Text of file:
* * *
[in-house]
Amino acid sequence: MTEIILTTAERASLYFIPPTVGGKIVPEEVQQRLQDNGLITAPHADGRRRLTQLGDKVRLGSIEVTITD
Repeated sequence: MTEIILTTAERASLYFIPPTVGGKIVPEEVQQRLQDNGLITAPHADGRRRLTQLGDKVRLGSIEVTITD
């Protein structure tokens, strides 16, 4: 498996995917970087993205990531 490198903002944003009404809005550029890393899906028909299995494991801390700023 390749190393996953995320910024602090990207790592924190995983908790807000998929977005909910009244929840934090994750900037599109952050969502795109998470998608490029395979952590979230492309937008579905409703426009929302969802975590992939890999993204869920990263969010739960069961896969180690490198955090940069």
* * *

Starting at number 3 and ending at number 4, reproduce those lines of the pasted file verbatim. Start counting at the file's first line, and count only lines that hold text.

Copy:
Repeated sequence: MTEIILTTAERASLYFIPPTVGGKIVPEEVQQRLQDNGLITAPHADGRRRLTQLGDKVRLGSIEVTITD
């Protein structure tokens, strides 16, 4: 498996995917970087993205990531 490198903002944003009404809005550029890393899906028909299995494991801390700023 390749190393996953995320910024602090990207790592924190995983908790807000998929977005909910009244929840934090994750900037599109952050969502795109998470998608490029395979952590979230492309937008579905409703426009929302969802975590992939890999993204869920990263969010739960069961896969180690490198955090940069």